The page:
Original URL path: http://www.hospitalimpact.org/index.php?blog=1&s=scott%20kashman&page=1&disp=posts&paged=7 (2016-02-10)
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  • Hospital Impact - Trading patient-centered care for person-centered living
    this continuum and acknowledge it but few seem to want to embrace it The care organization game is more about organizing the existing care they provide than extending that care Yet it would seem the ideas of wellness population health chronic disease management and bundled payments eventually will move the care and the incentives outside the walls But hospitals continue to build their hotel like structures Will they be left behind Some like Highmark Blue Cross get it While many have sneered at its purchase of a hospital the insurer realized that owning more of the continuum makes sense Just as United Healthcare realized when it purchased physician organizations And while I don t suggest ownership is virtuous it acknowledges that owning the continuum is not only good for business but also assures continuity of care a consistent culture and with data at their disposal a clear focus on improved outcomes quality and a true understanding of what a person needs to enjoy a quality of life Note I said person not patient Treating the whole person throughout the continuum of care and the entirety of their life is what we should be charged with doing Yet we say adios to most after they exit the doors This idea of person centered living is one I have come to embrace And I have done so through the Consumer Consortium for Advancing Person Centered Living CCAL of which I am on the board CCAL coined the term person centered living PCL as a reminder that as people grow older or have disabilities they should not experience a loss of humanity PCL means living as one chooses to live If support is needed support is centered on personal preferences and values that stress dignity choice self determination respect privacy and individuality PCL means being kind respectful and sensitive to those being served and honoring their right to make their own choices regardless of the setting Emphasis regardless of the setting And while some may say this is a shameless plug well maybe it is I believe in it Because as someone who moves across the continuum of care in my work I see the disconnect PCL can be a connector Hospitals have a great opportunity to be the connectors of care though many seem to be cocooning into their safe and comfortable environments And right now nothing is safe or comfortable in healthcare Anthony Cirillo FACHE ABC is president of Fast Forward Consulting which specializes in experience management and strategic marketing for healthcare facilities He also is the expert guide in Assisted Living for About com and Healthcare Channel Partner for CEO Leave a comment Please enable JavaScript to view the comments powered by Disqus Enter your search terms Submit search form Web www hospitalimpact org Get Hospital Impact in your inbox Healthcare Industry news Final Obama budget takes aim at opioid addiction superbugs Zika outbreak White House seeks 1 8B to respond to virus More hospitals replace nurseries with rooming in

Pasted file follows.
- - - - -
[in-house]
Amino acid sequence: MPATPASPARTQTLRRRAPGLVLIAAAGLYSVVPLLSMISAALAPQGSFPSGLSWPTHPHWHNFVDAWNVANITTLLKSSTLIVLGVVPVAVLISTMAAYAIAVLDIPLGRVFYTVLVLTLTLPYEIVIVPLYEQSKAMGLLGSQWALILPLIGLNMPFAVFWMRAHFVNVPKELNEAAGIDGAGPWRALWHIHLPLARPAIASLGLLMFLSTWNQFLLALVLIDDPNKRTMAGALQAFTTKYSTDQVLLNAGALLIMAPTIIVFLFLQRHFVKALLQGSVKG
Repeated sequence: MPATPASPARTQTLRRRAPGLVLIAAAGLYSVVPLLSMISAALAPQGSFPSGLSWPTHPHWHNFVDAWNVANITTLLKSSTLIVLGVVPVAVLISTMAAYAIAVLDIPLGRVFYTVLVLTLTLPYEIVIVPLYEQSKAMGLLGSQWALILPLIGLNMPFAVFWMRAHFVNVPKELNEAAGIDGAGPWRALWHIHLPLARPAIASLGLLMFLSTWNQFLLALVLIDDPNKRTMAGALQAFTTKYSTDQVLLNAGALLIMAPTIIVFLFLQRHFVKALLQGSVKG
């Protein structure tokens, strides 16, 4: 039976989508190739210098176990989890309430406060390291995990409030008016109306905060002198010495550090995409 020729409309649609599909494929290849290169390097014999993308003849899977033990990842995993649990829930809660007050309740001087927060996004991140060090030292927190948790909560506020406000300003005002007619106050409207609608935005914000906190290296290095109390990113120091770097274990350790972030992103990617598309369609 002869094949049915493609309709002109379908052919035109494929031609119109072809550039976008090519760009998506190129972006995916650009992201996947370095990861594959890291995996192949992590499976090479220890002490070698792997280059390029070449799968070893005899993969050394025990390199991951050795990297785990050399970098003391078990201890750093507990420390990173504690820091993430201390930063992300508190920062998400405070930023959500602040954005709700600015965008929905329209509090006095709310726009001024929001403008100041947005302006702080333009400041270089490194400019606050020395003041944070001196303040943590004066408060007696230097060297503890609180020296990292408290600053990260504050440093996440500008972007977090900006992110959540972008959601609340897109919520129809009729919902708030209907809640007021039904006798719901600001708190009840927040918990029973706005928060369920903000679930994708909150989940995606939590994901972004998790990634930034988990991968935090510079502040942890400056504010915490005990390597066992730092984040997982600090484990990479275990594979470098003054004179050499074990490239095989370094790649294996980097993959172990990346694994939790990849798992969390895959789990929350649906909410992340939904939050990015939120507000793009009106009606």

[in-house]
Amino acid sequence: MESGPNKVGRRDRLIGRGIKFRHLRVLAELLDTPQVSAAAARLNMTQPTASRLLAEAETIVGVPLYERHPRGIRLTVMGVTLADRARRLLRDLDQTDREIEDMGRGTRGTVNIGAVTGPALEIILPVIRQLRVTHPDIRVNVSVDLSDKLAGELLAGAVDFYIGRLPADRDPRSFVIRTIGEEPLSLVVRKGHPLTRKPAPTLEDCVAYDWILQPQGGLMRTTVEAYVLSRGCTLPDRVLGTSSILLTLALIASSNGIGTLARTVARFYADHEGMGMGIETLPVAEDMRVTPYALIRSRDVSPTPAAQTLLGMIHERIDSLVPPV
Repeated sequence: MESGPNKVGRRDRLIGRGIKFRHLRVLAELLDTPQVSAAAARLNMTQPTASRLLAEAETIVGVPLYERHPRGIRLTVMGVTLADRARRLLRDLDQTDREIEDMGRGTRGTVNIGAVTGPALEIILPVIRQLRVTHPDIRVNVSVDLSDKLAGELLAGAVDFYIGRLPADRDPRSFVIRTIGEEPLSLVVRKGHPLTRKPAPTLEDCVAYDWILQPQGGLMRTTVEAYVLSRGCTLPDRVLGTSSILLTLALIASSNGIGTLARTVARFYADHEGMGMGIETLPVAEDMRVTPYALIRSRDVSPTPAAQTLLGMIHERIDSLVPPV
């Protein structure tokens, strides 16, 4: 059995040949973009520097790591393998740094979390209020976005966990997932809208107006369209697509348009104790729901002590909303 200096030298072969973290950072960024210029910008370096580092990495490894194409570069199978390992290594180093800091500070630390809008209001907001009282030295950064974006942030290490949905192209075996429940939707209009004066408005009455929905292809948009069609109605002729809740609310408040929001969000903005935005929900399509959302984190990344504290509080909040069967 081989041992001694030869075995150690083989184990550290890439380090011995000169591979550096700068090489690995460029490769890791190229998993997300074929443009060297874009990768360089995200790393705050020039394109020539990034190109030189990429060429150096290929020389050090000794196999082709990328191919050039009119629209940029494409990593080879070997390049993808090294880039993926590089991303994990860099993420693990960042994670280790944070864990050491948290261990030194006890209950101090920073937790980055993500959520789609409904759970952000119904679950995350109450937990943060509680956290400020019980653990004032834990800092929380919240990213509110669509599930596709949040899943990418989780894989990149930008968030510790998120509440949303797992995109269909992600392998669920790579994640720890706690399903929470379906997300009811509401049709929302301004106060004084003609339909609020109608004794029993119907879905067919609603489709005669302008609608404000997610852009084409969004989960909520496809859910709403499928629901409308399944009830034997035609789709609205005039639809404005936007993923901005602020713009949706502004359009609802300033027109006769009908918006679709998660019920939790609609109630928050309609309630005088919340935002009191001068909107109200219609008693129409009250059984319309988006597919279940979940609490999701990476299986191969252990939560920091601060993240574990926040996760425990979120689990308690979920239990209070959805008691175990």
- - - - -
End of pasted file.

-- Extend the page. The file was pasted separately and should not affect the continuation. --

Original URL path: http://www.hospitalimpact.org/index.php/2012/03/29/trading_patient_centered_care_for_person (2016-02-10)
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  • Hospital Impact - Patient experience: Chasing scores or considering context?